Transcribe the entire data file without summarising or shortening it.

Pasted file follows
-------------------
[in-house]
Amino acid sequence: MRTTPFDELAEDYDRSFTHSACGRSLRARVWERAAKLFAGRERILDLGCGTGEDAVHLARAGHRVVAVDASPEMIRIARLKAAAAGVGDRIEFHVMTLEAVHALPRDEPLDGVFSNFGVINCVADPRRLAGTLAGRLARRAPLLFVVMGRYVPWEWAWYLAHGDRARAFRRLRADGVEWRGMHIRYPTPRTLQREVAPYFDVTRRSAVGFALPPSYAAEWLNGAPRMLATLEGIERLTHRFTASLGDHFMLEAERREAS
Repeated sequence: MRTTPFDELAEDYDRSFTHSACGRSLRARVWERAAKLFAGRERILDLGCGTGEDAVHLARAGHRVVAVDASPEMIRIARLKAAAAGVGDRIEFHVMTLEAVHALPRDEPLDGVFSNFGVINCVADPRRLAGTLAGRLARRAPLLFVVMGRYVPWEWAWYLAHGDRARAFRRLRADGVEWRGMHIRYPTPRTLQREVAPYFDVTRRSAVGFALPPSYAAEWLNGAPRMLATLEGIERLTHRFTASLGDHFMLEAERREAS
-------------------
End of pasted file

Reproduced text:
[in-house]
Amino acid sequence: MRTTPFDELAEDYDRSFTHSACGRSLRARVWERAAKLFAGRERILDLGCGTGEDAVHLARAGHRVVAVDASPEMIRIARLKAAAAGVGDRIEFHVMTLEAVHALPRDEPLDGVFSNFGVINCVADPRRLAGTLAGRLARRAPLLFVVMGRYVPWEWAWYLAHGDRARAFRRLRADGVEWRGMHIRYPTPRTLQREVAPYFDVTRRSAVGFALPPSYAAEWLNGAPRMLATLEGIERLTHRFTASLGDHFMLEAERREAS
Repeated sequence: MRTTPFDELAEDYDRSFTHSACGRSLRARVWERAAKLFAGRERILDLGCGTGEDAVHLARAGHRVVAVDASPEMIRIARLKAAAAGVGDRIEFHVMTLEAVHALPRDEPLDGVFSNFGVINCVADPRRLAGTLAGRLARRAPLLFVVMGRYVPWEWAWYLAHGDRARAFRRLRADGVEWRGMHIRYPTPRTLQREVAPYFDVTRRSAVGFALPPSYAAEWLNGAPRMLATLEGIERLTHRFTASLGDHFMLEAERREAS